In the $150 for 2 range (noting, probally a few pints each as opposed to a bottle of wine), here is my list so far...some things are listed because it was the best listing I could find around where I will be based,just so I have options...if anything is awful that I've listed please lemme know, I will post my impressions of all the places I get to try next week...really, I just want memorable food experiences, cheap/moderate whatever, if it's good I'm all for it...
Casa Mono (lunch)
bar Jamon (drinks & late snacks)
Blue Ribbon Sushi (Brooklyn one probally)
Lobo (fried chicken & waffles brunch, just sounds so good!)
Di Fara's & Peppino's
Daisy Mae's (worth while bbq?,,something T.O. really lacks)
Jacks (fried chicken)
Trattoria Mulino (good canaloni? cheap?)
(west indian in Flatbush, any suggestions?)
Momofuko SSAM (eat-hangout-stay late)
Hotel Delmano (drinks only or food too?)
Al Dila (cheap Italian, worth while?)
High Steaks Cheese Steaks
Shake shack (burgers)
Fette Sau (bbq)
...thanks MMRuth, Le Gigot sounds like a good addition...I had Les Halles on my list but that's just because of AB, since I won't be throwing back pints and hitting the town with him after my meal, is there really any point?...though they do have an in house french butcher, good french food is pretty easy to come by...
I'd skip Les Halles, though some have posted about decent meals there - don't think you'd be missing anything. I love Casa Mono, but unless you are more restrained than we are, it isn't cheap - but we do usually have a nice bottle of wine and a glass of sherry as well - and we usually go for a late lunch and skip dinner. Worth going into for the pressed tuna with the duck eggs on potatoes. Always enjoy Shake Shack, and Stand is another good hamburger place if it is just too cold. Haven't tried any of the others - haven't heard of some of them. You might want to try posting on the Outer Boroughs board for those places, if you haven't already.
I love a lobster roll at Pearl Oyster Bar - about $25 and I think they have a pretty good beer selection. Also great fried oysters.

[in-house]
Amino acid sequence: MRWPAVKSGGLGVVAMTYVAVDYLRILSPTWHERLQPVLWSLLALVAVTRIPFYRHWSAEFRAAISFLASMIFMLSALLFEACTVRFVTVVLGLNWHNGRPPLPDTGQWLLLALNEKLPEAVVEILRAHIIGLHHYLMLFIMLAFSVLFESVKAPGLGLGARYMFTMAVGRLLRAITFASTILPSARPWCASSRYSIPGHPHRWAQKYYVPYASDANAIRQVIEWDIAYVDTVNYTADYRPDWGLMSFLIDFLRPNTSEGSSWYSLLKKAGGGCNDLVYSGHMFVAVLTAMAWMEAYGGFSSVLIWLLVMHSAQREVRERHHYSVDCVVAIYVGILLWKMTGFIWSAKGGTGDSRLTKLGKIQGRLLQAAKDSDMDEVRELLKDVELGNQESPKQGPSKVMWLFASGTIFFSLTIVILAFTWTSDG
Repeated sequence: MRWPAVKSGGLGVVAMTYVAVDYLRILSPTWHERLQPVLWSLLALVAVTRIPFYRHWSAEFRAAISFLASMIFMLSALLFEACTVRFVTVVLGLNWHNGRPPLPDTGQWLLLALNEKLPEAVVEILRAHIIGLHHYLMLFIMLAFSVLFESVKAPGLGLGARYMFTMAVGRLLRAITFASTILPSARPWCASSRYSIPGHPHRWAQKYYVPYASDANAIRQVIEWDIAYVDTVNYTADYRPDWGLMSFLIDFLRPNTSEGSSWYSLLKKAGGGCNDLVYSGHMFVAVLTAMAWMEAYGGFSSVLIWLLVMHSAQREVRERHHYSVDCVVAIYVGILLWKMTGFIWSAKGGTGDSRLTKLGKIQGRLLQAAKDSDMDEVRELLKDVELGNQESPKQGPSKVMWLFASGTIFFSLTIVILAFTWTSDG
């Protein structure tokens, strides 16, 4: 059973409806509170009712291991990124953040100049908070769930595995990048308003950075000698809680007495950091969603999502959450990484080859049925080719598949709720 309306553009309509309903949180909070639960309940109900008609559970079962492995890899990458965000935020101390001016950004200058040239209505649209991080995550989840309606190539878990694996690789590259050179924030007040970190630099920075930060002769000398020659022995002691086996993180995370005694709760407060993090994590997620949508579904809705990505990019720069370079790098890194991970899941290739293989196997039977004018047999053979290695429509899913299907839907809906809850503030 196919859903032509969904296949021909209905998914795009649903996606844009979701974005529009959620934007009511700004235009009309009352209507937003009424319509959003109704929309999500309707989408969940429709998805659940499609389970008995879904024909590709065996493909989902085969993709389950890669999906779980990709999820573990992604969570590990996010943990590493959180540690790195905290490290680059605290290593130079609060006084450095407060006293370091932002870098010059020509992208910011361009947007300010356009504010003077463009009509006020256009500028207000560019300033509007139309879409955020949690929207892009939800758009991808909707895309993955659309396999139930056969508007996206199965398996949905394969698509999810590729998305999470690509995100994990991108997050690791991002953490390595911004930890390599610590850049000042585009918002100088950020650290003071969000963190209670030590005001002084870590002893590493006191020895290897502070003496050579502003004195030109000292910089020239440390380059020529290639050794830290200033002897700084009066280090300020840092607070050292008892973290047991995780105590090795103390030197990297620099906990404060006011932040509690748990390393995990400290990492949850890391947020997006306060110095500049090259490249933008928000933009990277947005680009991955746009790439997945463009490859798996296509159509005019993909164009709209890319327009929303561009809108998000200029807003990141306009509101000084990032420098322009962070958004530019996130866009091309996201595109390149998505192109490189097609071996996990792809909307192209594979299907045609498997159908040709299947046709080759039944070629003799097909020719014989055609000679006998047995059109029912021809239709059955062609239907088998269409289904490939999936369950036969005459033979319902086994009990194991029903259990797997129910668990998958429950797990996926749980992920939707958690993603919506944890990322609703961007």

I'll put my thinking cap on for other suggestions.
Edit - Oh - and Stand has loads of micro brews on tap.
Read reviews of Les Halles here before going. I've never been, but reading the reviews here, I've been far from tempted. Lackluster food, poor service, loud/cramped setting seems the dominant experience.
For your nicer options at that price range, I'd suggest Momofuku Ssam and Yakitori Totto. For the latter, reserve in advance (and they only take reservations btwn 5:30 and 7 pm) as it's very small. For casual, absolutely, do go to Di Fara's and Shake Shack, both great (in very different ways).
Daisy May's (note spelling) is definitely worth the trek to the far, far west side. In my view, *the* best ribs of the 'cue spots I've tried.
You might also want to check out Hill Country for Texas-style bbq, especially the brisket. Fatty is best.
For cheesesteaks, my pick is Carl's.
I'm a weather weenie, so Shake Shack is not something I'd do in winter. But if you're willing to brave it, the burgers are excellent.
For an awesome burger indoors, Pamplona's chef/owner Alex Urena has created one composed of beef, suckling pig, and chorizo. In fact, all his Spanish-inspired cuisine is wonderful.
Re: Les Halles. You're right! No need to bother. Bourdain has not had anything to do with it for a long time, the food is sub-par, service sucks, the seating would make a sardine squirm, and the noise level is deafening.
You might want to consider fitting in my (in)famous Lower East Side eating "tour," which will have you walking the streets of this interesting, historic neighborhood while sampling foods that are emblematic of NYC. Here it is:
For opinions on the Brooklyn spots on your list, it's best to post on the Outer Boroughs board.
LES Food Excursion